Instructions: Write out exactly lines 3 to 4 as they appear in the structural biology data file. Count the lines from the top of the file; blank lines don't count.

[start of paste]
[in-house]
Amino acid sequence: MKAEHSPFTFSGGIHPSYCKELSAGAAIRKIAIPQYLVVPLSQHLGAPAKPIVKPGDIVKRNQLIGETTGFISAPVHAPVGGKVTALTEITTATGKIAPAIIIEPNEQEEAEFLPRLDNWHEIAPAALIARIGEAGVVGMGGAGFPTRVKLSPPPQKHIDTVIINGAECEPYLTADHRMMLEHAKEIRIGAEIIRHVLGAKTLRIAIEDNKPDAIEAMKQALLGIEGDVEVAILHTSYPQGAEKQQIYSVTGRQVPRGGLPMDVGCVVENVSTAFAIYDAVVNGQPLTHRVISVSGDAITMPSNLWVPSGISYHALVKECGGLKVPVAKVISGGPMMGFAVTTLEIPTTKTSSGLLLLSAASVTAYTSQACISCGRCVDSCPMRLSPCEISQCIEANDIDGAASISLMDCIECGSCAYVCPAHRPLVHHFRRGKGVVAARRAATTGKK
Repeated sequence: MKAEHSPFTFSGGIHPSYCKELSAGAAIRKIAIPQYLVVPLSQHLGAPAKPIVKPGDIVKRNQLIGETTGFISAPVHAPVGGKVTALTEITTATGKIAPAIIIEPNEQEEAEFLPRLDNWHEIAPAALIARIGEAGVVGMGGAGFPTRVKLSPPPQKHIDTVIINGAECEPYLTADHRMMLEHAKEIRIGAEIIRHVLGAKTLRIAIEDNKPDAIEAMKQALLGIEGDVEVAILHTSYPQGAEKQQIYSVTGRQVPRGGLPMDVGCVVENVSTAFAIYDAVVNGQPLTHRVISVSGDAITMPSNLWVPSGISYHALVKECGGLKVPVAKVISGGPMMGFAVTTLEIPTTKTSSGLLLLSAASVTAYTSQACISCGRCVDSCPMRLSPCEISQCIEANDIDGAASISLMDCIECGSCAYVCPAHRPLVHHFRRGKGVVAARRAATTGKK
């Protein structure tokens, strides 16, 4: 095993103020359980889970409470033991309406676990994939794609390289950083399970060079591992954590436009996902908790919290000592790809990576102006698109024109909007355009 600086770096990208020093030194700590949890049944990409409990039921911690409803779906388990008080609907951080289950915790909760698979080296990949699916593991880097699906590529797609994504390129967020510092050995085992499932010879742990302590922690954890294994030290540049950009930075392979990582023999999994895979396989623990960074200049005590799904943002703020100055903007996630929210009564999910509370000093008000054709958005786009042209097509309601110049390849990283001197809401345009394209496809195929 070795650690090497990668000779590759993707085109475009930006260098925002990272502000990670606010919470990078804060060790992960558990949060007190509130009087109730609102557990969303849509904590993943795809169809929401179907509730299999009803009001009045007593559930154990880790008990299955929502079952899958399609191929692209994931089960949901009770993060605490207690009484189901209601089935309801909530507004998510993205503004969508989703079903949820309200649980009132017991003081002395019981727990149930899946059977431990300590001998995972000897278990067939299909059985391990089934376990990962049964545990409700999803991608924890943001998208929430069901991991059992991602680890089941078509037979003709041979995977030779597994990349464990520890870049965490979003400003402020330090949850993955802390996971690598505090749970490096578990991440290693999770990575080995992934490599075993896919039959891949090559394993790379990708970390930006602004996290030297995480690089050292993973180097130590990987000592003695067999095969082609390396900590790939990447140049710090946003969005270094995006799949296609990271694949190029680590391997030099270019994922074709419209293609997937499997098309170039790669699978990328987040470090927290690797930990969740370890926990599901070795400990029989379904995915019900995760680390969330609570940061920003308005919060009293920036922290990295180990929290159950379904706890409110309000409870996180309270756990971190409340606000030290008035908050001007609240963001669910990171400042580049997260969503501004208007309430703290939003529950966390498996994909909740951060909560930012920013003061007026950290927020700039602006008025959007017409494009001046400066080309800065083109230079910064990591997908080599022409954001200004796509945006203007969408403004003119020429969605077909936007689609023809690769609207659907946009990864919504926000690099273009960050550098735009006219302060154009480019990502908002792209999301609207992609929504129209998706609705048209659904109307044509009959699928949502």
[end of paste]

Repeated sequence: MKAEHSPFTFSGGIHPSYCKELSAGAAIRKIAIPQYLVVPLSQHLGAPAKPIVKPGDIVKRNQLIGETTGFISAPVHAPVGGKVTALTEITTATGKIAPAIIIEPNEQEEAEFLPRLDNWHEIAPAALIARIGEAGVVGMGGAGFPTRVKLSPPPQKHIDTVIINGAECEPYLTADHRMMLEHAKEIRIGAEIIRHVLGAKTLRIAIEDNKPDAIEAMKQALLGIEGDVEVAILHTSYPQGAEKQQIYSVTGRQVPRGGLPMDVGCVVENVSTAFAIYDAVVNGQPLTHRVISVSGDAITMPSNLWVPSGISYHALVKECGGLKVPVAKVISGGPMMGFAVTTLEIPTTKTSSGLLLLSAASVTAYTSQACISCGRCVDSCPMRLSPCEISQCIEANDIDGAASISLMDCIECGSCAYVCPAHRPLVHHFRRGKGVVAARRAATTGKK
């Protein structure tokens, strides 16, 4: 095993103020359980889970409470033991309406676990994939794609390289950083399970060079591992954590436009996902908790919290000592790809990576102006698109024109909007355009 600086770096990208020093030194700590949890049944990409409990039921911690409803779906388990008080609907951080289950915790909760698979080296990949699916593991880097699906590529797609994504390129967020510092050995085992499932010879742990302590922690954890294994030290540049950009930075392979990582023999999994895979396989623990960074200049005590799904943002703020100055903007996630929210009564999910509370000093008000054709958005786009042209097509309601110049390849990283001197809401345009394209496809195929 070795650690090497990668000779590759993707085109475009930006260098925002990272502000990670606010919470990078804060060790992960558990949060007190509130009087109730609102557990969303849509904590993943795809169809929401179907509730299999009803009001009045007593559930154990880790008990299955929502079952899958399609191929692209994931089960949901009770993060605490207690009484189901209601089935309801909530507004998510993205503004969508989703079903949820309200649980009132017991003081002395019981727990149930899946059977431990300590001998995972000897278990067939299909059985391990089934376990990962049964545990409700999803991608924890943001998208929430069901991991059992991602680890089941078509037979003709041979995977030779597994990349464990520890870049965490979003400003402020330090949850993955802390996971690598505090749970490096578990991440290693999770990575080995992934490599075993896919039959891949090559394993790379990708970390930006602004996290030297995480690089050292993973180097130590990987000592003695067999095969082609390396900590790939990447140049710090946003969005270094995006799949296609990271694949190029680590391997030099270019994922074709419209293609997937499997098309170039790669699978990328987040470090927290690797930990969740370890926990599901070795400990029989379904995915019900995760680390969330609570940061920003308005919060009293920036922290990295180990929290159950379904706890409110309000409870996180309270756990971190409340606000030290008035908050001007609240963001669910990171400042580049997260969503501004208007309430703290939003529950966390498996994909909740951060909560930012920013003061007026950290927020700039602006008025959007017409494009001046400066080309800065083109230079910064990591997908080599022409954001200004796509945006203007969408403004003119020429969605077909936007689609023809690769609207659907946009990864919504926000690099273009960050550098735009006219302060154009480019990502908002792209999301609207992609929504129209998706609705048209659904109307044509009959699928949502």